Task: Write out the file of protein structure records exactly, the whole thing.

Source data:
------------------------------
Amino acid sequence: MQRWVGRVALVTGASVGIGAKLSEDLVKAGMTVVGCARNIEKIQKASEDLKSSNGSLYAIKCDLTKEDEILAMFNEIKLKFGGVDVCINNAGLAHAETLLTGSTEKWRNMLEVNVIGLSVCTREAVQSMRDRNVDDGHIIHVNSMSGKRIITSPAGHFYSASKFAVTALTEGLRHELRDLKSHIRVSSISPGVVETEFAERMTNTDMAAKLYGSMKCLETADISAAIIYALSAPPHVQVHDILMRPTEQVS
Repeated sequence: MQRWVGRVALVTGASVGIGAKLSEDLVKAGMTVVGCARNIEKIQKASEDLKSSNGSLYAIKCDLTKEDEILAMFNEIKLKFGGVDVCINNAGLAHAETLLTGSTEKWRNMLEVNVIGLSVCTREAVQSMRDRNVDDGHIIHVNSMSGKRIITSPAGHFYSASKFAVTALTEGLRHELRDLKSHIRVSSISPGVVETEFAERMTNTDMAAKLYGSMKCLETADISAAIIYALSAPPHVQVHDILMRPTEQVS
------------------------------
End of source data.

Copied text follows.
Amino acid sequence: MQRWVGRVALVTGASVGIGAKLSEDLVKAGMTVVGCARNIEKIQKASEDLKSSNGSLYAIKCDLTKEDEILAMFNEIKLKFGGVDVCINNAGLAHAETLLTGSTEKWRNMLEVNVIGLSVCTREAVQSMRDRNVDDGHIIHVNSMSGKRIITSPAGHFYSASKFAVTALTEGLRHELRDLKSHIRVSSISPGVVETEFAERMTNTDMAAKLYGSMKCLETADISAAIIYALSAPPHVQVHDILMRPTEQVS
Repeated sequence: MQRWVGRVALVTGASVGIGAKLSEDLVKAGMTVVGCARNIEKIQKASEDLKSSNGSLYAIKCDLTKEDEILAMFNEIKLKFGGVDVCINNAGLAHAETLLTGSTEKWRNMLEVNVIGLSVCTREAVQSMRDRNVDDGHIIHVNSMSGKRIITSPAGHFYSASKFAVTALTEGLRHELRDLKSHIRVSSISPGVVETEFAERMTNTDMAAKLYGSMKCLETADISAAIIYALSAPPHVQVHDILMRPTEQVS